A while after my ramble, Packbat (who is on the Beta Reader team), popped up with some comments, which I've transcribed here to preserve them for my own reference later:
Thank you for talking about this so frankly. I love a lot of the B&G Fictionlets, and I'm okay with missing out on a novel.
Which is to say: I don't feel like I'm missing out. I trust your judgment.
(Random: can I make an unsolicited suggestion? Been thinking about what you said a little.)
Like ... it feels to me like most of what B&G detest in their yuppie world concerns entitlement, arrogance, and privilege.
There's parts that aren't - the sacral dimples thing, for example - but Treville? Brigid's coworkers?
I feel it wouldn't take much for B&G to realize much of the idiocy they're disgusted with is hurting less privileged outsiders.
And that they can find a lot of people they'd want to support who never took any Latin classes.
...I dunno. I feel like they could be in a story about figuring out what privileges you have and what you can do with them.
This commentary was timely, as I was at that moment reading up on the nature of farce (which is the closest thing to a single-genre description of B&G) and watching The Art of Love, a comedy film starring Dick Van Dyke and James Garner (written by Carl Reiner) in the mode of Blake Edwards. The movie itself was far less than the sum of its parts, alas, but looking at what didn't work there gave me some food for thought about what does or doesn't work in B&G.
I also found this little gem on my old nemesis the Idiot Ball, on a Christian culture webpage, to my surprise:
“I grow restless,” Ebert said, when the misunderstandings driving a plot “could be ended by words that the screenplay refuses to allow [the characters] to utter.”
This was less of a pitfall in Shakespeare’s day, and even up through Victorian times, when convoluted and capricious mores and manners were understood to prevent those characters from uttering those words. The characters in Pride and Prejudice were constrained by social norms that no longer hold sway. So for that same plot to work in Bridget Jones’ Diary, the characters have to be constrained by something else — some limitations within themselves. Thus Elizabeth Bennett comes across as a smart, capable person who is prevented from being fully honest — to others or to herself — by the stifling rules, roles and expectations of class, gender and manners that shaped her life and her time. Bridget Jones, facing fewer such external rules, just comes across as neurotic and indecisive.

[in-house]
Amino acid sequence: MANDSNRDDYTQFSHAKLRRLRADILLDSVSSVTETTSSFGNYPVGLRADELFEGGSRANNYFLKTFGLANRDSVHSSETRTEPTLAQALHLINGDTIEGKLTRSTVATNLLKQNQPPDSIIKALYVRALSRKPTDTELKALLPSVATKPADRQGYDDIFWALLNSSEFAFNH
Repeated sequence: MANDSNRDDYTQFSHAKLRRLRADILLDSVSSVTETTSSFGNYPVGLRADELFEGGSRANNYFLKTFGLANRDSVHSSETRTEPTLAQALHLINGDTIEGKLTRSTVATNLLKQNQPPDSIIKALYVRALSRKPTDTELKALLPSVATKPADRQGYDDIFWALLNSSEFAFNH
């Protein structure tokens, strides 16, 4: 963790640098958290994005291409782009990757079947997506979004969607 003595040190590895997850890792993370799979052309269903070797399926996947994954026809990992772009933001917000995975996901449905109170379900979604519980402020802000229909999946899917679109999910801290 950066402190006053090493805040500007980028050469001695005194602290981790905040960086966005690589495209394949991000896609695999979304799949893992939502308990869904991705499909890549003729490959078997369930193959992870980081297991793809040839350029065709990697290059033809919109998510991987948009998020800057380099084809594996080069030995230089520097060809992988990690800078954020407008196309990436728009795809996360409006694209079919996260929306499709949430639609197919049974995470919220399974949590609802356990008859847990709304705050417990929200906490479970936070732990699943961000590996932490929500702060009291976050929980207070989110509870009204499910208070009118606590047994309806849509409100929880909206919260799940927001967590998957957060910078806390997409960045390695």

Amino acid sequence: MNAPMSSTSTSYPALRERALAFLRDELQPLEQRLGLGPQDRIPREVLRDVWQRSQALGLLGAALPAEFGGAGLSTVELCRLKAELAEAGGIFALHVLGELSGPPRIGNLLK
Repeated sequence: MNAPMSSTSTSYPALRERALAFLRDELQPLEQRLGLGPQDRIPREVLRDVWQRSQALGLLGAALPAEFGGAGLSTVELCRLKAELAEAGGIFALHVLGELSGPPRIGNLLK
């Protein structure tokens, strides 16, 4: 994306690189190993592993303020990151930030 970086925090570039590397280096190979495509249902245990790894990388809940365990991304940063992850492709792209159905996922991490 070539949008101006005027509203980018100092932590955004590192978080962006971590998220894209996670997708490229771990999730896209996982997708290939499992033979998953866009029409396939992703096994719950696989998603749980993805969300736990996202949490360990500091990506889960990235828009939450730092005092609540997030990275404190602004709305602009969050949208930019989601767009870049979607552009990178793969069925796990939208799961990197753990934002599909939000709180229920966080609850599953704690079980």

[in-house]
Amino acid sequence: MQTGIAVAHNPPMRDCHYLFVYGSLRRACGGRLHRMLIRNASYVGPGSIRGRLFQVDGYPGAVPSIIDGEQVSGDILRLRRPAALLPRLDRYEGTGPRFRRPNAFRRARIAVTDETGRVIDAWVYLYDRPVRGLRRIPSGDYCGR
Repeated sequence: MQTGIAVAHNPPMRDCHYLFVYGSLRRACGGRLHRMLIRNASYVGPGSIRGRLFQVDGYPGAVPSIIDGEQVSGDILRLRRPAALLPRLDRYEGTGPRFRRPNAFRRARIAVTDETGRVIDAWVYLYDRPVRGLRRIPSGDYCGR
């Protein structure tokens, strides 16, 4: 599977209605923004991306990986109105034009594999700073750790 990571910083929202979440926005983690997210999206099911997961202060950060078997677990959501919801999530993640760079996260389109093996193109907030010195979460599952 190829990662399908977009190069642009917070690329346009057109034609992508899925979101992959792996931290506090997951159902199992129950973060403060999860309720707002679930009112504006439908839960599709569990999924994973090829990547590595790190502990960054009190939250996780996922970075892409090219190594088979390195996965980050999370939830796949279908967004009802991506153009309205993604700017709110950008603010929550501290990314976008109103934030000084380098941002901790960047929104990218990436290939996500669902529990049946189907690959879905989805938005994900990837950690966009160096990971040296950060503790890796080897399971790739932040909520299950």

The essence of a romantic comedy is pretty simple: Introduce two characters who belong together, then contrive to keep them apart for about 90 minutes. Again, this is trickier now than it was in Austen’s or Shakespeare’s time. A lot of contemporary romantic comedies are annoying because the only obstacle they can imagine to keep their heroes apart is a kind of mutual immaturity. That serves the need of the plot, but it makes the couple less likable, which means we don’t care as much when they finally get together in the end.
One solution is to find a contemporary setting that still involves something like the kind of stifling social constraints in a Jane Austen novel. That’s what Ang Lee did with The Wedding Banquet, which ... is more of a farce than a romantic comedy. The complications and misunderstandings that drive the plot in Lee’s story could all be cleared up with just a few honest words from the protagonists. But they can’t say those words — not because an arbitrary “Idiot Plot” screenplay prevents them, but because the story involves a closeted gay man in New York and a visit from his ultra-traditional Taiwanese parents.
LiteraryDevices.net also provided:
Oscar Wilde’s novel, The Importance of Being Earnest, is one of the best verbal farces. Just like a typical farce that contains basic elements like mockery of upper class, disgraceful physical humor, absurdity and mistaken identities, this novel also contains demonstrates these features of a farce.
What all of this gets at, I think, is that I discovered to my chagrin that Brigid and Greg, rather than Punching Up, were just sort of punching indiscriminately, which included (unfortunately) both punching sideways, and punching down. I also think that shows me the path towards fixing it.
Once more through the outline, old scout.